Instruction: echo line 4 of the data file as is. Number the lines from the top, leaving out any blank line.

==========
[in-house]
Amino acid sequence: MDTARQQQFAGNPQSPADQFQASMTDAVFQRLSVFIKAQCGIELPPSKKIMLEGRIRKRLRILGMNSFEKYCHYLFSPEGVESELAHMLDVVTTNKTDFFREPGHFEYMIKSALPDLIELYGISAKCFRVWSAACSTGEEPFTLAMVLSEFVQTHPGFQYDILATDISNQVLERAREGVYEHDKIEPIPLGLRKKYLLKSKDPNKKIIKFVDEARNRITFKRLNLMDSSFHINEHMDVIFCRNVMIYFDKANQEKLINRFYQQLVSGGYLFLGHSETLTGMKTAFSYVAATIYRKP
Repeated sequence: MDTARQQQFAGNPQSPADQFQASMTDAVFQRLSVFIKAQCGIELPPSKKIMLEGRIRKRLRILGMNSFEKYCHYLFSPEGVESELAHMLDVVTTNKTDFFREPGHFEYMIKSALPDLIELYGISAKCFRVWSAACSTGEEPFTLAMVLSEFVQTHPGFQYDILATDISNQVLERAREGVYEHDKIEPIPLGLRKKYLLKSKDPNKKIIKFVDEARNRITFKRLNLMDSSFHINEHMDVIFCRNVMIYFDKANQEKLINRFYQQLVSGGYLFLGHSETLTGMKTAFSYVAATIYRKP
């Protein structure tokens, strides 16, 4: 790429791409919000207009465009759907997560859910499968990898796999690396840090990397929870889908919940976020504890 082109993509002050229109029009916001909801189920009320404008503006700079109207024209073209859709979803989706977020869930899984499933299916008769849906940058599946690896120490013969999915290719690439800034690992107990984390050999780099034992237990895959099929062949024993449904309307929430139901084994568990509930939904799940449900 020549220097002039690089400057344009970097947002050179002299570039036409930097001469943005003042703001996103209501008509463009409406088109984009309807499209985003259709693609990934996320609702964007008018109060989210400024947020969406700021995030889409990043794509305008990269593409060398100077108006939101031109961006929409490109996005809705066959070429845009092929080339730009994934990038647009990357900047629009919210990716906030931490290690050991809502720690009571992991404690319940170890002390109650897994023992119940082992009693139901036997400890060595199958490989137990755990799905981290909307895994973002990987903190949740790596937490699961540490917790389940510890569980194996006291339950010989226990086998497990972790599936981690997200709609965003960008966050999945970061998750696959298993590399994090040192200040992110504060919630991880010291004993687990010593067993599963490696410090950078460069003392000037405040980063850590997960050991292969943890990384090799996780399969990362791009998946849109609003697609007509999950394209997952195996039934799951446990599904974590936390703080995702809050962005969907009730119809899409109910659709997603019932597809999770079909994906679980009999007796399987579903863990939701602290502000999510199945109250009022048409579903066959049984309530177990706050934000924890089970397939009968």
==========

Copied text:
């Protein structure tokens, strides 16, 4: 790429791409919000207009465009759907997560859910499968990898796999690396840090990397929870889908919940976020504890 082109993509002050229109029009916001909801189920009320404008503006700079109207024209073209859709979803989706977020869930899984499933299916008769849906940058599946690896120490013969999915290719690439800034690992107990984390050999780099034992237990895959099929062949024993449904309307929430139901084994568990509930939904799940449900 020549220097002039690089400057344009970097947002050179002299570039036409930097001469943005003042703001996103209501008509463009409406088109984009309807499209985003259709693609990934996320609702964007008018109060989210400024947020969406700021995030889409990043794509305008990269593409060398100077108006939101031109961006929409490109996005809705066959070429845009092929080339730009994934990038647009990357900047629009919210990716906030931490290690050991809502720690009571992991404690319940170890002390109650897994023992119940082992009693139901036997400890060595199958490989137990755990799905981290909307895994973002990987903190949740790596937490699961540490917790389940510890569980194996006291339950010989226990086998497990972790599936981690997200709609965003960008966050999945970061998750696959298993590399994090040192200040992110504060919630991880010291004993687990010593067993599963490696410090950078460069003392000037405040980063850590997960050991292969943890990384090799996780399969990362791009998946849109609003697609007509999950394209997952195996039934799951446990599904974590936390703080995702809050962005969907009730119809899409109910659709997603019932597809999770079909994906679980009999007796399987579903863990939701602290502000999510199945109250009022048409579903066959049984309530177990706050934000924890089970397939009968």